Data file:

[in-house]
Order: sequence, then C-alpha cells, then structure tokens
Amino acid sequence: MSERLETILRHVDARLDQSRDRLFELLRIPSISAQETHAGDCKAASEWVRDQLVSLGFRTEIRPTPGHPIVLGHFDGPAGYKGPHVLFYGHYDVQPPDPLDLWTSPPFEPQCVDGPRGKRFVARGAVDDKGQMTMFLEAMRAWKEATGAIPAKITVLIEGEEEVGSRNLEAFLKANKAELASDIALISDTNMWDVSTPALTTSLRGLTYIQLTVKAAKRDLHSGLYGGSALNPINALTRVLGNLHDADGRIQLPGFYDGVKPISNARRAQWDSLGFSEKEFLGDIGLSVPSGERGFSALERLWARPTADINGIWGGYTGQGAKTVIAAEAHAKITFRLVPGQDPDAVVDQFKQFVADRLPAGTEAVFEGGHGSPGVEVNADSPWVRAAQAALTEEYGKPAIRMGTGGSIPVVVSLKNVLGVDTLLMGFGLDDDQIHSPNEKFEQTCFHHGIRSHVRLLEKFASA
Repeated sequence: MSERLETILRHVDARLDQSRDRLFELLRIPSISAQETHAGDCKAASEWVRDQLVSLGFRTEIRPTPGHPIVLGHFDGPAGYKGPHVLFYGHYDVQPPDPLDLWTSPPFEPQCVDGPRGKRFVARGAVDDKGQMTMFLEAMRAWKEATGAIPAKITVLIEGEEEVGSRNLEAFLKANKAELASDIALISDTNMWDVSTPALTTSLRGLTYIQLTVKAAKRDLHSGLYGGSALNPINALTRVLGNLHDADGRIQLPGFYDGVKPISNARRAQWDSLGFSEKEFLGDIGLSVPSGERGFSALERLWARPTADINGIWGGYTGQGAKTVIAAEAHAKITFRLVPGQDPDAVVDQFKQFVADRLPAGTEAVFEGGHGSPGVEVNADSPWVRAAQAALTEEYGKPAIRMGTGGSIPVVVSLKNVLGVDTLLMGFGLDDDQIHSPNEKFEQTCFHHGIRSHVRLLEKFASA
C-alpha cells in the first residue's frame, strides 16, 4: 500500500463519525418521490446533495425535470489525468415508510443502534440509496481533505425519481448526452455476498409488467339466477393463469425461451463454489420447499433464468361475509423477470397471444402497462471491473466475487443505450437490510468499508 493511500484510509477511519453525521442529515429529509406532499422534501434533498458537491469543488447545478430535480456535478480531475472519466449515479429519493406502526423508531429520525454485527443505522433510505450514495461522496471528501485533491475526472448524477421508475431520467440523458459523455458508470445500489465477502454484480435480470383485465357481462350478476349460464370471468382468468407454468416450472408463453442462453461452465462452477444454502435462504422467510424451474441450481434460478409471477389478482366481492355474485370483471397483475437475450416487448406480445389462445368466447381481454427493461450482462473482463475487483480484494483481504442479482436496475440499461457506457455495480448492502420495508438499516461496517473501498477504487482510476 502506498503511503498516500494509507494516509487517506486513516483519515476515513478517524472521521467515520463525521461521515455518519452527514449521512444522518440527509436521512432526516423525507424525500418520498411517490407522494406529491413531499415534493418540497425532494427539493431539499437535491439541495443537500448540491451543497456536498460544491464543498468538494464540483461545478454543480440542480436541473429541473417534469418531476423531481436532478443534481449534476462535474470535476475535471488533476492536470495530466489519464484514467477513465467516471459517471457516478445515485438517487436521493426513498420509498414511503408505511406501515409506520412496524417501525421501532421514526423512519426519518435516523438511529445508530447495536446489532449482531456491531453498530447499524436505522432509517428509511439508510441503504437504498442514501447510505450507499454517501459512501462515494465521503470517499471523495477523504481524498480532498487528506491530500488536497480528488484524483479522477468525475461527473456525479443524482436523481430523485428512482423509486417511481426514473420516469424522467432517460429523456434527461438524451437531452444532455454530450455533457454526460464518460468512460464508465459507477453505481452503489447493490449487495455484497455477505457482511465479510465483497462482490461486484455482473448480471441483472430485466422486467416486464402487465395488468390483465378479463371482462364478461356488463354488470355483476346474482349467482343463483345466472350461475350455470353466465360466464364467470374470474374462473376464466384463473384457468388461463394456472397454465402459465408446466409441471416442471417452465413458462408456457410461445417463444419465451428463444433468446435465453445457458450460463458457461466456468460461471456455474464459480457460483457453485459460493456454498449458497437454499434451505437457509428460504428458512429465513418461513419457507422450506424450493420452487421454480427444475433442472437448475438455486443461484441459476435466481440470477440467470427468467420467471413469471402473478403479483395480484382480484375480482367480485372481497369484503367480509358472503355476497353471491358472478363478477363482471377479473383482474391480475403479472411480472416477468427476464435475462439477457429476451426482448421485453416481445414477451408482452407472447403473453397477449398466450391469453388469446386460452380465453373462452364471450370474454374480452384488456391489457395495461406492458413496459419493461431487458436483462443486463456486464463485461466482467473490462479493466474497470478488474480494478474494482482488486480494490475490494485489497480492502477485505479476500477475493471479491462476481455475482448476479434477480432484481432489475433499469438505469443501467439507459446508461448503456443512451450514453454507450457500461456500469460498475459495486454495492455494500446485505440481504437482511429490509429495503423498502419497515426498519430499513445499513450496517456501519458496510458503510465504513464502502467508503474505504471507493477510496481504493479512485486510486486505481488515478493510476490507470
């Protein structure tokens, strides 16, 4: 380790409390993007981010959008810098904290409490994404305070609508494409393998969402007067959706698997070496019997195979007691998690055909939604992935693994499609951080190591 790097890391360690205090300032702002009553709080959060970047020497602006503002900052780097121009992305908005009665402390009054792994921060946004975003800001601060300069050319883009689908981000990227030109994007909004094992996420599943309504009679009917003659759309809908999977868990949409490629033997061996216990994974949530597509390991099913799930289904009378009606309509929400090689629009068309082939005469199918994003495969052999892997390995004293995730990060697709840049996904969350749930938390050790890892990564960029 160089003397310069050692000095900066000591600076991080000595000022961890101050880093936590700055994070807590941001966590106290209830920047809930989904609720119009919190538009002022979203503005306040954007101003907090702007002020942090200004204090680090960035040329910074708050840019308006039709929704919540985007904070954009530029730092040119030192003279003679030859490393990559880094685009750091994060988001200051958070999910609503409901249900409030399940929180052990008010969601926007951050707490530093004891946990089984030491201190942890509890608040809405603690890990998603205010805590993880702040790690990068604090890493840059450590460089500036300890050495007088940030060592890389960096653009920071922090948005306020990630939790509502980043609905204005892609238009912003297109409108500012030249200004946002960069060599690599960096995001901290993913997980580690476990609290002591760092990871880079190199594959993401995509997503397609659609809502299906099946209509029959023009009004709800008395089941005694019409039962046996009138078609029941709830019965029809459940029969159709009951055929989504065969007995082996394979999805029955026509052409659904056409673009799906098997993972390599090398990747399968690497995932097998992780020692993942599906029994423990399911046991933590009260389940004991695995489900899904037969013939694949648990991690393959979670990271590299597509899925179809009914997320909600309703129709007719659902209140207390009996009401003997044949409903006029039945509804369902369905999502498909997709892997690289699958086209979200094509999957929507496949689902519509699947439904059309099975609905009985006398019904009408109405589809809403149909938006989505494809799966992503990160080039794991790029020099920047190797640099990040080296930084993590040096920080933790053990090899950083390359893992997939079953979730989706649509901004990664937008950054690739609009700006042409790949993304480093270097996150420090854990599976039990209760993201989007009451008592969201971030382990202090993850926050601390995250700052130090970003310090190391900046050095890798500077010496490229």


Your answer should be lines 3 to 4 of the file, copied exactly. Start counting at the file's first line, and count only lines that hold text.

Amino acid sequence: MSERLETILRHVDARLDQSRDRLFELLRIPSISAQETHAGDCKAASEWVRDQLVSLGFRTEIRPTPGHPIVLGHFDGPAGYKGPHVLFYGHYDVQPPDPLDLWTSPPFEPQCVDGPRGKRFVARGAVDDKGQMTMFLEAMRAWKEATGAIPAKITVLIEGEEEVGSRNLEAFLKANKAELASDIALISDTNMWDVSTPALTTSLRGLTYIQLTVKAAKRDLHSGLYGGSALNPINALTRVLGNLHDADGRIQLPGFYDGVKPISNARRAQWDSLGFSEKEFLGDIGLSVPSGERGFSALERLWARPTADINGIWGGYTGQGAKTVIAAEAHAKITFRLVPGQDPDAVVDQFKQFVADRLPAGTEAVFEGGHGSPGVEVNADSPWVRAAQAALTEEYGKPAIRMGTGGSIPVVVSLKNVLGVDTLLMGFGLDDDQIHSPNEKFEQTCFHHGIRSHVRLLEKFASA
Repeated sequence: MSERLETILRHVDARLDQSRDRLFELLRIPSISAQETHAGDCKAASEWVRDQLVSLGFRTEIRPTPGHPIVLGHFDGPAGYKGPHVLFYGHYDVQPPDPLDLWTSPPFEPQCVDGPRGKRFVARGAVDDKGQMTMFLEAMRAWKEATGAIPAKITVLIEGEEEVGSRNLEAFLKANKAELASDIALISDTNMWDVSTPALTTSLRGLTYIQLTVKAAKRDLHSGLYGGSALNPINALTRVLGNLHDADGRIQLPGFYDGVKPISNARRAQWDSLGFSEKEFLGDIGLSVPSGERGFSALERLWARPTADINGIWGGYTGQGAKTVIAAEAHAKITFRLVPGQDPDAVVDQFKQFVADRLPAGTEAVFEGGHGSPGVEVNADSPWVRAAQAALTEEYGKPAIRMGTGGSIPVVVSLKNVLGVDTLLMGFGLDDDQIHSPNEKFEQTCFHHGIRSHVRLLEKFASA